Monday, October 31, 2011

Traffic, Technology, and Treasure

These are my lean startup experiences for October. It's a concrete example of how I've applied the “build-measure-learn” approach to Blender Addons during the past month.

Growth by Weekly Release
The big experiment was seeing whether or not I could raise traffic 35% in a month by doing weekly add-on releases for Blender. Results exceeded expectations with a growth of 56% for October. However, traffic by itself is just a vanity metric.

The details in the traffic data said a lot about what users want. A script called “Curve Mangler” released early on in the month gave traffic an early bump because visitors like curve add-ons. On the other hand, the “Orphan Cleanup” data utility add-on didn't excite people as much. 

The clues are in Google Analytics. Digging deep uncovers an interesting form of indirect communication. Users often will express their desires by way of their behavior at the site. It's a great way to help set priorities in a way that helps to reach goals.

Direct communication also plays a big part. My tools in this regard are forum boards and social networks. It's great for morale because it makes me feel part of a community. I learn a lot from them. Their feedback and encouragement helps me make my add-ons better. It also helps drive traffic to my site.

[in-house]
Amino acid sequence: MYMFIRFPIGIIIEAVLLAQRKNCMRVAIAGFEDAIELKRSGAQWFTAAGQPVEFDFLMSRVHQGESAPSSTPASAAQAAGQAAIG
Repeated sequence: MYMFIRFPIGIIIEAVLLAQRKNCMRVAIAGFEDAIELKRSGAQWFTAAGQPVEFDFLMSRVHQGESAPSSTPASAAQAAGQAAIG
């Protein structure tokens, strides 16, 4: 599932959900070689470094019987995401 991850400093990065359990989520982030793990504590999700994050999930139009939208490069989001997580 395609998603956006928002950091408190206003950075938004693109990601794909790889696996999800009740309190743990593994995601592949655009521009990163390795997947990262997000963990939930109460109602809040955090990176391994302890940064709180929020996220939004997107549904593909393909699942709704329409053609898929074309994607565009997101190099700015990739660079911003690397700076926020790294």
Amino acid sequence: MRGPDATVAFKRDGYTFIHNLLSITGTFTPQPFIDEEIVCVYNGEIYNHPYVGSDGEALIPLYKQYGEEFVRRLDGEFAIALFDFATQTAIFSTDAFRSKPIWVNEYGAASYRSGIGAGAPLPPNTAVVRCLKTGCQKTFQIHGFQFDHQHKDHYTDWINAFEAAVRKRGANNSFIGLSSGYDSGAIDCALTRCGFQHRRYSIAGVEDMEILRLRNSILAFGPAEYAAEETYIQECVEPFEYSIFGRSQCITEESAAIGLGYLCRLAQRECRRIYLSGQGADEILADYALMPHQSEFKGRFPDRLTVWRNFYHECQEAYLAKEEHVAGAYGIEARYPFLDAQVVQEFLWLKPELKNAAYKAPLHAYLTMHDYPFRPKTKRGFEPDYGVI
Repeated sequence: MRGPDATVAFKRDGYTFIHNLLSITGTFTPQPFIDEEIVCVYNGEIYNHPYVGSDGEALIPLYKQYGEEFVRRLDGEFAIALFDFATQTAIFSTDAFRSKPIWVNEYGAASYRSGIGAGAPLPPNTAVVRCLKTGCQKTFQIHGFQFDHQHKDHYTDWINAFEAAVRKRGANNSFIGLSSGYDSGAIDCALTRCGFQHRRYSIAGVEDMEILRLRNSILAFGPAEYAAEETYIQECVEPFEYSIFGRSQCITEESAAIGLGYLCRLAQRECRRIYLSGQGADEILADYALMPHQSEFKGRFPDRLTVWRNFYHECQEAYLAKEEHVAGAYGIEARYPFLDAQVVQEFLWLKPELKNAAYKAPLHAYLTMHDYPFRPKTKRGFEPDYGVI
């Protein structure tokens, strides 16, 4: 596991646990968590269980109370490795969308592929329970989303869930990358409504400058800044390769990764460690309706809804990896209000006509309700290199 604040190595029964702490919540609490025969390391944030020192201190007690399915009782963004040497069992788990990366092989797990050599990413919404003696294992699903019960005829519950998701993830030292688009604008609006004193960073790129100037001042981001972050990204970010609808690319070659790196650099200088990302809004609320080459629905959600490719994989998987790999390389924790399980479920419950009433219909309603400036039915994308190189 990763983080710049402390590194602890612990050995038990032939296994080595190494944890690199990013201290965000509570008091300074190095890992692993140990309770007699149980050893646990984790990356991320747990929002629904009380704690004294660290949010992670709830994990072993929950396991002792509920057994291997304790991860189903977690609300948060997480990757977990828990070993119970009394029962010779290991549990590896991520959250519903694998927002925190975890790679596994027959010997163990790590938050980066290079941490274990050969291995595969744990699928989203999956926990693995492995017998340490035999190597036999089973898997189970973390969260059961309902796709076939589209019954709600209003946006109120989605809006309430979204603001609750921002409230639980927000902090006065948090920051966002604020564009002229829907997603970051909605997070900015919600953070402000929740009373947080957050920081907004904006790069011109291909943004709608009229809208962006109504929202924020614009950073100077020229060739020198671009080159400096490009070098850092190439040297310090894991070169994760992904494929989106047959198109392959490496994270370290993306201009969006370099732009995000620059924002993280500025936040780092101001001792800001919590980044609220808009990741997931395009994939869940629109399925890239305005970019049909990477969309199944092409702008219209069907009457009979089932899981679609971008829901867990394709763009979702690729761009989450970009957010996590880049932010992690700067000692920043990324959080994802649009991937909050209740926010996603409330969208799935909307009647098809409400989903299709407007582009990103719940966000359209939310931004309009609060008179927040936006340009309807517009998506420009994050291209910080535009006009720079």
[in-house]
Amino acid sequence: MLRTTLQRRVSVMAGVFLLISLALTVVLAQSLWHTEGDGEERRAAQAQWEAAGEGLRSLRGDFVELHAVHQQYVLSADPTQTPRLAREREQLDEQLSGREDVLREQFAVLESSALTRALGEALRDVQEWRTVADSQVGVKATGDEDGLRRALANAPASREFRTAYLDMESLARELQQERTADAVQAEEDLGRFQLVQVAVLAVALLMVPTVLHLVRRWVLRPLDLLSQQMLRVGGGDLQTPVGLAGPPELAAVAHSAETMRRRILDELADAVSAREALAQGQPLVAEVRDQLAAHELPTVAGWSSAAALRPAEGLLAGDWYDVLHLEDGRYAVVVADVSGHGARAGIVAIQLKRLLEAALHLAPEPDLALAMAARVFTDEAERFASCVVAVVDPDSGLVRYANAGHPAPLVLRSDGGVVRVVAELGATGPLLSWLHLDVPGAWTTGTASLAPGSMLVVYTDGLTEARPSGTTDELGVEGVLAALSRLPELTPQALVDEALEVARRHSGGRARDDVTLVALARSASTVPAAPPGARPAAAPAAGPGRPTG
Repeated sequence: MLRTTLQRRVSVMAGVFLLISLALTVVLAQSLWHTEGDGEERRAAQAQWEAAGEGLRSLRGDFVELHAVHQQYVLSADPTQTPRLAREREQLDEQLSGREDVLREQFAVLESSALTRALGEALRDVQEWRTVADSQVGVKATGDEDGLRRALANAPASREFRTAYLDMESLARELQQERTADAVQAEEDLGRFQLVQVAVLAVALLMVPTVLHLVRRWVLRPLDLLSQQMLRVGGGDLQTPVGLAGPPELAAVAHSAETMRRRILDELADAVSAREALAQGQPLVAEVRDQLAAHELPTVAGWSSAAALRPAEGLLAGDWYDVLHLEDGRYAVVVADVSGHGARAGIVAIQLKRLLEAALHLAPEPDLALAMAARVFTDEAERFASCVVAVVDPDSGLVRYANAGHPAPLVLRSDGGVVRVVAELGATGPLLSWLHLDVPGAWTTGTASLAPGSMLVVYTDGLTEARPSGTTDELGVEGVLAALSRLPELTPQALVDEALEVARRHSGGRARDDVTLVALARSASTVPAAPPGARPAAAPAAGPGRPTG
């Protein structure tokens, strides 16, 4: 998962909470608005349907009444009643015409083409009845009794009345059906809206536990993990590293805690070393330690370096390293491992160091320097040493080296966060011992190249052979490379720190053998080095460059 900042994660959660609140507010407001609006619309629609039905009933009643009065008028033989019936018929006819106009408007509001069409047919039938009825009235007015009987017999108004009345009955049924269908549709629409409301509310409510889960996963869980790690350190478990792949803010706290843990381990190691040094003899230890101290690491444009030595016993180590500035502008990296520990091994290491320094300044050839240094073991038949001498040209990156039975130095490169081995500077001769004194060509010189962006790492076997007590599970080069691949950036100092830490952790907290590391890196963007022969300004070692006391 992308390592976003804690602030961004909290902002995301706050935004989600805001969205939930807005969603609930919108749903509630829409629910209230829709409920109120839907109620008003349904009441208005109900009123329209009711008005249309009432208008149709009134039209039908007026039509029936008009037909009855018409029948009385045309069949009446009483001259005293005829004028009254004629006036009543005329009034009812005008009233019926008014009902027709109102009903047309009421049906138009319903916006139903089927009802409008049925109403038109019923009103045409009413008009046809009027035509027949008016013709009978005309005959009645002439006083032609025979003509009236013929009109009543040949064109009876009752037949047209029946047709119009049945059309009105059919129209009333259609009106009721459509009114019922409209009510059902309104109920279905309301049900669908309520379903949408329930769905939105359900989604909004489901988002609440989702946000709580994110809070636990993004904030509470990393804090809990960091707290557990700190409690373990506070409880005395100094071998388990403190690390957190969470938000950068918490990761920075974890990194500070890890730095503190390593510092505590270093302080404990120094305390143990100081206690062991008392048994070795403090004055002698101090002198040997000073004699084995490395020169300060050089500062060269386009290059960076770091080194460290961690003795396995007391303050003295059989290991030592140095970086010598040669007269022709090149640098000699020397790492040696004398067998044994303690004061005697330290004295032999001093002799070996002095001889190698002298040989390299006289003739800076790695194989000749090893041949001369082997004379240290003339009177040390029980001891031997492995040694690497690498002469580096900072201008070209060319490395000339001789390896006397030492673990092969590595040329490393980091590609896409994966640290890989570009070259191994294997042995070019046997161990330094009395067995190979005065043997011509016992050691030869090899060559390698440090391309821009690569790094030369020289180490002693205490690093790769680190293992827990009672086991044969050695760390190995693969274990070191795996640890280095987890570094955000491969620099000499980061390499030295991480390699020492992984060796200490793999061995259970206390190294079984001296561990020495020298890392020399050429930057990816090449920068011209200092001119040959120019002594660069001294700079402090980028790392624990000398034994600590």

Testing Technical Assumptions
It is okay to do a technical experiment just to satisfy curiosity so long as you have a set definition of success or failure within a reasonable amount of time. For example, I wanted to see if I could easily control particle fountains with an armature. The experiment failed. I'm okay with that.

Failure is sometimes the womb through which better ideas are born. In this particular case, I found a way to use generated curves to provide new ways to visualize and test out armatures. This means a new add-on project to kick off November with.

Money Pressure vs. Money Goals
A startup needs to turn a profit at some point. My approach was to put that issue on the back burner. It made more sense to focus on building up a decent reputation as an open source developer while also securing a day job. That much has been done.

Here's another reason it was right to wait til now.  I believe money pressure for a startup is a bad thing because it's distracting. Money goals, on the other hand, are generally good. The key thing is to be in the position to start off with a modest goal. It makes no sense to try making 2000 dollars in a month when I haven't even proved I could pull in 20. A modest financial metric can be handled just like any other piece of data. Less pressure allows for clearer thinking and, in turn, smarter pivots.

Closing Thoughts
October was a great month and I am excited about what November might bring. New add-on projects, a new day job, and other things in the work ensure there's never a dull moment. I look forward to reporting new progress soon.